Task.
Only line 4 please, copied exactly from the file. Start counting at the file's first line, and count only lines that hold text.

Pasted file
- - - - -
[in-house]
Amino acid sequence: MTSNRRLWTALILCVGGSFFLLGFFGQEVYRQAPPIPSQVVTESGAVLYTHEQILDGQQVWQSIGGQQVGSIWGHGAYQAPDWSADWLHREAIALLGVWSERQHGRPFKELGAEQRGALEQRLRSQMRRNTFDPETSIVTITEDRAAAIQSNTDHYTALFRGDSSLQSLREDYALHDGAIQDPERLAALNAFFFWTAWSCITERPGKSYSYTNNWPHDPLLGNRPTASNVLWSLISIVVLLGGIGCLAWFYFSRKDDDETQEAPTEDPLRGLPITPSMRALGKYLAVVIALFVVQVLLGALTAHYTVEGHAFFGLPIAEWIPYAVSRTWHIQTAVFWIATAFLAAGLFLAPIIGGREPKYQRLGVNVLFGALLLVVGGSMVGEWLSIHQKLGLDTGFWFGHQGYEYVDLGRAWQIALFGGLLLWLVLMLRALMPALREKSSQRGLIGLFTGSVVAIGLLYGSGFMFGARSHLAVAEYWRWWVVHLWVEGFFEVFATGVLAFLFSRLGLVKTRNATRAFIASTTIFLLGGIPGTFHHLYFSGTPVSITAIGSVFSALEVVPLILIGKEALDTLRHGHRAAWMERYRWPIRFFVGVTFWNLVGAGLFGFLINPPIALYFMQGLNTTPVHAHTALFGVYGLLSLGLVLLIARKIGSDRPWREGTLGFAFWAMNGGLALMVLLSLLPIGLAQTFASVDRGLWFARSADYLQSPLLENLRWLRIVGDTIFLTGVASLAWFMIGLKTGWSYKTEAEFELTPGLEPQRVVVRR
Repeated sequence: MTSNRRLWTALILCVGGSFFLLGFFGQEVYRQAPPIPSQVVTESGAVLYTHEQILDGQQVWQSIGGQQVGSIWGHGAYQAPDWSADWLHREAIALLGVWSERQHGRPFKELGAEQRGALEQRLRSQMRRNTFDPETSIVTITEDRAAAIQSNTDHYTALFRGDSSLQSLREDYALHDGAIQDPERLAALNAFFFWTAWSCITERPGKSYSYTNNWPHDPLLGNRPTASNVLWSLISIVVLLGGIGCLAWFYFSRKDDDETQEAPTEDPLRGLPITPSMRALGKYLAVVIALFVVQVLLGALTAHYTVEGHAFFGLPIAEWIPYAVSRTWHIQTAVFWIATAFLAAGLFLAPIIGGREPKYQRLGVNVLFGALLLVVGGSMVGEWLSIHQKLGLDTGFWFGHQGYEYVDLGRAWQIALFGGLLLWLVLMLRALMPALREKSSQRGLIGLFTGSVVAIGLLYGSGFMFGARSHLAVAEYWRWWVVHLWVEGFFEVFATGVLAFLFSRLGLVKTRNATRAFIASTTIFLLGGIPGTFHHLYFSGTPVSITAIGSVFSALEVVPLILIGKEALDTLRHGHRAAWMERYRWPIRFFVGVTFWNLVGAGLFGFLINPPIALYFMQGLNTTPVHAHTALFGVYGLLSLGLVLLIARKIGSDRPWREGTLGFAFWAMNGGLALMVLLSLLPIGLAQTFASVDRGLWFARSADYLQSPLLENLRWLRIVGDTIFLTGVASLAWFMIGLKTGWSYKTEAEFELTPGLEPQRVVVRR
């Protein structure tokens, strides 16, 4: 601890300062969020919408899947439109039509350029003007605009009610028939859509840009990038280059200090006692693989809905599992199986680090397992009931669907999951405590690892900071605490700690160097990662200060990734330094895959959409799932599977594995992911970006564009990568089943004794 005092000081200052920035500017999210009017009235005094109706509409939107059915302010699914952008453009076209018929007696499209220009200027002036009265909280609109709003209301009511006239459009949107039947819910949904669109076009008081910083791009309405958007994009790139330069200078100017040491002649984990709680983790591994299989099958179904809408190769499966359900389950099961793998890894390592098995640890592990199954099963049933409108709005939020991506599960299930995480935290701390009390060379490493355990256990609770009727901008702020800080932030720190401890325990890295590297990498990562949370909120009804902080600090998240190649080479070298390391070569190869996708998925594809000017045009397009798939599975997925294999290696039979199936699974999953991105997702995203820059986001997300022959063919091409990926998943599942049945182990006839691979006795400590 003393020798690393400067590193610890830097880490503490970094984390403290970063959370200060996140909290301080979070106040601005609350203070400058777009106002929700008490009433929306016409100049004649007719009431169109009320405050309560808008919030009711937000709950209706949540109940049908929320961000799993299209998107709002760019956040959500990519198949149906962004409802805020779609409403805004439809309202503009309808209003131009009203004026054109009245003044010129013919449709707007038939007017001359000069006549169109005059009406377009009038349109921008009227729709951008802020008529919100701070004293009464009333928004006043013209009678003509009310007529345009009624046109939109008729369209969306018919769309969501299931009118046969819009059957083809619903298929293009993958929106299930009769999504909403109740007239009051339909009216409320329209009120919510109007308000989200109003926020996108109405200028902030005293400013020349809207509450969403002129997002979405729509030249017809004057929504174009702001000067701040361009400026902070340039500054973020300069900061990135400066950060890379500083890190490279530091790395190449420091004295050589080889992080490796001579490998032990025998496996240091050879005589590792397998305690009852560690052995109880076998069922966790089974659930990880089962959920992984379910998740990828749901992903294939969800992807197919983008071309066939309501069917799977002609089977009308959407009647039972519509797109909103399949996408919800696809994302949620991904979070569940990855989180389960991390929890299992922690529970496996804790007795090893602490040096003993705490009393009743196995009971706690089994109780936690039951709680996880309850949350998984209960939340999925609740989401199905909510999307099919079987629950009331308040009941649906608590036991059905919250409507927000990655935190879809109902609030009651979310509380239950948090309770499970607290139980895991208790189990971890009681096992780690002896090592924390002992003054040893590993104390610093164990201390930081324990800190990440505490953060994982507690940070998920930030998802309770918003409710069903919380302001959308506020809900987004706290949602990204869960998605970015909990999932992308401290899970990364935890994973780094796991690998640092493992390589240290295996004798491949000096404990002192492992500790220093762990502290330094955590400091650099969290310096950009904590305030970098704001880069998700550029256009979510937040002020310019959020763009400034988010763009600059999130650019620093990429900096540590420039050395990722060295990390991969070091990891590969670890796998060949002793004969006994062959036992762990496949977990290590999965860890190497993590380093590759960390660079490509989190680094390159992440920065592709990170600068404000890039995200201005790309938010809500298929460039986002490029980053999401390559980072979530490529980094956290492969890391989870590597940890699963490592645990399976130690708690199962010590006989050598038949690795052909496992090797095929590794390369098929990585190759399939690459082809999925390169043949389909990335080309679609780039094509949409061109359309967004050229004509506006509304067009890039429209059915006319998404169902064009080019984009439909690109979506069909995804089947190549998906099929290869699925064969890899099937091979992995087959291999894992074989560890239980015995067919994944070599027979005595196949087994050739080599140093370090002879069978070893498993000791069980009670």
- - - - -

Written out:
């Protein structure tokens, strides 16, 4: 601890300062969020919408899947439109039509350029003007605009009610028939859509840009990038280059200090006692693989809905599992199986680090397992009931669907999951405590690892900071605490700690160097990662200060990734330094895959959409799932599977594995992911970006564009990568089943004794 005092000081200052920035500017999210009017009235005094109706509409939107059915302010699914952008453009076209018929007696499209220009200027002036009265909280609109709003209301009511006239459009949107039947819910949904669109076009008081910083791009309405958007994009790139330069200078100017040491002649984990709680983790591994299989099958179904809408190769499966359900389950099961793998890894390592098995640890592990199954099963049933409108709005939020991506599960299930995480935290701390009390060379490493355990256990609770009727901008702020800080932030720190401890325990890295590297990498990562949370909120009804902080600090998240190649080479070298390391070569190869996708998925594809000017045009397009798939599975997925294999290696039979199936699974999953991105997702995203820059986001997300022959063919091409990926998943599942049945182990006839691979006795400590 003393020798690393400067590193610890830097880490503490970094984390403290970063959370200060996140909290301080979070106040601005609350203070400058777009106002929700008490009433929306016409100049004649007719009431169109009320405050309560808008919030009711937000709950209706949540109940049908929320961000799993299209998107709002760019956040959500990519198949149906962004409802805020779609409403805004439809309202503009309808209003131009009203004026054109009245003044010129013919449709707007038939007017001359000069006549169109005059009406377009009038349109921008009227729709951008802020008529919100701070004293009464009333928004006043013209009678003509009310007529345009009624046109939109008729369209969306018919769309969501299931009118046969819009059957083809619903298929293009993958929106299930009769999504909403109740007239009051339909009216409320329209009120919510109007308000989200109003926020996108109405200028902030005293400013020349809207509450969403002129997002979405729509030249017809004057929504174009702001000067701040361009400026902070340039500054973020300069900061990135400066950060890379500083890190490279530091790395190449420091004295050589080889992080490796001579490998032990025998496996240091050879005589590792397998305690009852560690052995109880076998069922966790089974659930990880089962959920992984379910998740990828749901992903294939969800992807197919983008071309066939309501069917799977002609089977009308959407009647039972519509797109909103399949996408919800696809994302949620991904979070569940990855989180389960991390929890299992922690529970496996804790007795090893602490040096003993705490009393009743196995009971706690089994109780936690039951709680996880309850949350998984209960939340999925609740989401199905909510999307099919079987629950009331308040009941649906608590036991059905919250409507927000990655935190879809109902609030009651979310509380239950948090309770499970607290139980895991208790189990971890009681096992780690002896090592924390002992003054040893590993104390610093164990201390930081324990800190990440505490953060994982507690940070998920930030998802309770918003409710069903919380302001959308506020809900987004706290949602990204869960998605970015909990999932992308401290899970990364935890994973780094796991690998640092493992390589240290295996004798491949000096404990002192492992500790220093762990502290330094955590400091650099969290310096950009904590305030970098704001880069998700550029256009979510937040002020310019959020763009400034988010763009600059999130650019620093990429900096540590420039050395990722060295990390991969070091990891590969670890796998060949002793004969006994062959036992762990496949977990290590999965860890190497993590380093590759960390660079490509989190680094390159992440920065592709990170600068404000890039995200201005790309938010809500298929460039986002490029980053999401390559980072979530490529980094956290492969890391989870590597940890699963490592645990399976130690708690199962010590006989050598038949690795052909496992090797095929590794390369098929990585190759399939690459082809999925390169043949389909990335080309679609780039094509949409061109359309967004050229004509506006509304067009890039429209059915006319998404169902064009080019984009439909690109979506069909995804089947190549998906099929290869699925064969890899099937091979992995087959291999894992074989560890239980015995067919994944070599027979005595196949087994050739080599140093370090002879069978070893498993000791069980009670």